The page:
"I was just at a very safe distance afraid that somebody crazy enough could start trouble, JCInspector Gilboy shared to the task group and the media covering the event, during the debriefing held at the BJMP cafeteria. 

To the discipline, JCInspector Abueva credited to the Therapeutic Community Modality Program, which the BJMP implemented at the BDJ. 

The BDJ won the Best District Jail in the region and Jail Warden Abueva was also picked the best warden. The BJMP also picked Abueva as the best jail administrator last year. 

During the lightning inspection, police and PDEA authorities also gathered sharp objects, cigarette lighters, electrical wires, light bulbs, ropes and a hollowed out slipper which could be housing a cellular phone: a jail no no.

But jailguards who allowed the PNP and the PDEA to get into the abandoned cells and scan through the inmates' personal belongings know that most of the objects gathered were tools which inmates use in their handicraft and basket weaving sessions. 

The BJMP implements at the BDJ livelihood sessions and trains inmates in basket weaving, novelty items crafting, painting and other souvenir fabrication as a way of earning to equip them of skills when they rejoin the mainstreams of society, Abueva explained. 

In a separate interview at the sidelines of the ongoing cell-search, Inspector Abueva admitted that an earlier surprise search yielded at least ten mobile phones from the 24 cell blocks populated by its present 588 inmates awaiting final judgment. 

On this, he said he would be working with his men to root out the possible connivance of in-house personnel with the inmates in smuggling the prohibited mobile phones. (rac/PIA-7/Bohol)

Bright Leaf Caravan in Bohol set on Feb. 26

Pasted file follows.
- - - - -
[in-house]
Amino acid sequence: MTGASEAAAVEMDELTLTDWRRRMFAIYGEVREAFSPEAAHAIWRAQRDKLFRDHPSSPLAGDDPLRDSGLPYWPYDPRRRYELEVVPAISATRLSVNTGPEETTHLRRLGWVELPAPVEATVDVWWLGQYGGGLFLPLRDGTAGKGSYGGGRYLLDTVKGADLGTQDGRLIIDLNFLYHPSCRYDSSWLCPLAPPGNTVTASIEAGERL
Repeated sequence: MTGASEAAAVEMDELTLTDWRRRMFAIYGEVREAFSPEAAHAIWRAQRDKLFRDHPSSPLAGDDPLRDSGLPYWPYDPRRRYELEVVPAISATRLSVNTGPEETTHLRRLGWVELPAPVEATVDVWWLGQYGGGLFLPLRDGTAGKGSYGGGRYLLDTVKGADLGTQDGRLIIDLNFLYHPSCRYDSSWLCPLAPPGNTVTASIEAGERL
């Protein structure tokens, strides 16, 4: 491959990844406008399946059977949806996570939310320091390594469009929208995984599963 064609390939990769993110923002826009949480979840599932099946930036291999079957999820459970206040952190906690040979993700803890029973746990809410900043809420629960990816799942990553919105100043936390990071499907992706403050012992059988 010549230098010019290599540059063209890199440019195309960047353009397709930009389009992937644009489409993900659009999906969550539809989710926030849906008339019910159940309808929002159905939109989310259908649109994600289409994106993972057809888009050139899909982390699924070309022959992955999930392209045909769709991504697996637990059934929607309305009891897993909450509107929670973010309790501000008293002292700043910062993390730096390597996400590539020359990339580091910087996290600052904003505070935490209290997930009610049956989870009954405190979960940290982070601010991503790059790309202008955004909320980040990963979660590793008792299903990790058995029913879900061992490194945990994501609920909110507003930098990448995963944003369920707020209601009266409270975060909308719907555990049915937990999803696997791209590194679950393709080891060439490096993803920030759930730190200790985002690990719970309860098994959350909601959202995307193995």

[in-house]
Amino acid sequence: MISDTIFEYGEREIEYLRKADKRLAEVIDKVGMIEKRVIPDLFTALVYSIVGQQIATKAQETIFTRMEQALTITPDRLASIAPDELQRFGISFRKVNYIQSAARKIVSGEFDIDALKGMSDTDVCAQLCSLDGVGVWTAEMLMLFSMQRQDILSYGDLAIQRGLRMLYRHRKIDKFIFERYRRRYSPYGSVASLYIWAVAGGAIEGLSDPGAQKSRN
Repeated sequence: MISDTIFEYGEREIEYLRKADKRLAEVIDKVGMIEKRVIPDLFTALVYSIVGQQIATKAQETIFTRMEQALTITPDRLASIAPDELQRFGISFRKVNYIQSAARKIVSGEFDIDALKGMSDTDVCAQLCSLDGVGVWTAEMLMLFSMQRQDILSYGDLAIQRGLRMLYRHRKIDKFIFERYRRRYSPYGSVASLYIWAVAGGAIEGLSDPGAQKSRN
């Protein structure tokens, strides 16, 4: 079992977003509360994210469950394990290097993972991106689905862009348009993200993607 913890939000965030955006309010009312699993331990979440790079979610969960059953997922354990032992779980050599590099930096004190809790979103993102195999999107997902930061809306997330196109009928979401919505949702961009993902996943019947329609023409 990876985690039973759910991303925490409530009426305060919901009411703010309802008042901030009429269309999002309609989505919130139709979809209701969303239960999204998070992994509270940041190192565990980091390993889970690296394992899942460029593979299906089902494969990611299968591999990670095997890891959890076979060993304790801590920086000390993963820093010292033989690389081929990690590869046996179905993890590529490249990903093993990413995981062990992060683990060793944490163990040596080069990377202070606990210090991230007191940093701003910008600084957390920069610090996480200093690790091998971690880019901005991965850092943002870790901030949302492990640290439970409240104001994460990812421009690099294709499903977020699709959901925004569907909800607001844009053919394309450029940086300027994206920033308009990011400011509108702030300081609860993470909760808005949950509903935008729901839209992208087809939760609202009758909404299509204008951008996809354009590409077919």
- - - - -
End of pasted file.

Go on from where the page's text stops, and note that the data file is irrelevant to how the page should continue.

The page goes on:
TAGBILARAN CITY, Feb. 24 (PIA)--The Bright Leaf Caravan will visit Bohol for the first time on Friday, Feb. 26, 2016, as the Bright Leaf Agriculture Journalism Awards is celebrating its biggest year as it turns 10 this year.

The Bright Leaf Awards honors the most outstanding and relevant agriculture stories that were published or aired on radio and television. It will also celebrate the work of photojournalists who successfully capture the essence and the heart of the agriculture industry in the country.

The Bright Leaf Agriculture Journalism Awards was launched in 2007 by Philip Morris Philippines Manufacturing Inc. (PMPMI).

It is today continued by PMFTC Inc. (PMFTC), the company created on February 25, 2010 through a business combination between Philip Morris Philippines Manufacturing Inc. (PMPMI) and Fortune Tobacco Corporation (FTC). As the market leader in the Philippine tobacco industry, PMFTC is committed to bringing much needed assistance and attention to the country’s agriculture sector.

Bright Leaf is the name given to Virginia Tobacco because it turns into a vivid yellow when it is cured with intense heat. It is the variant of choice for manufacturing tobacco products. It is also a most appropriate name for one of the most competitive agriculture journalism competitions in the Philippines.

Every year, Bright Leaf travels to different corners of the country to personally invite local journalists to submit their entries.

As part of its efforts to collect more entries, the Bright Leaf team will meet Boholano journalists on Friday at 3 p.m. at Metro Centre Hotel, this city to personally invite them to submit their entries and answer any questions they may have about the awards.

Boholano journalists are invited to take part of this milestone in the competition’s history by submitting their entries. They are looking for agriculture stories, photos, TV and Radio programs or segments that were aired or published between September 1, 2015 to August 31, 2016.

Bright Leaf is committed to promoting and creating awareness on the most current agricultural issues and the best farming practices from environmental care, safety, to crop sustainability. In so doing, the general public’s attention is focused on the plight of the agriculture sector as well as the opportunities available. (ecb/PIA7-Bohol)

No comments: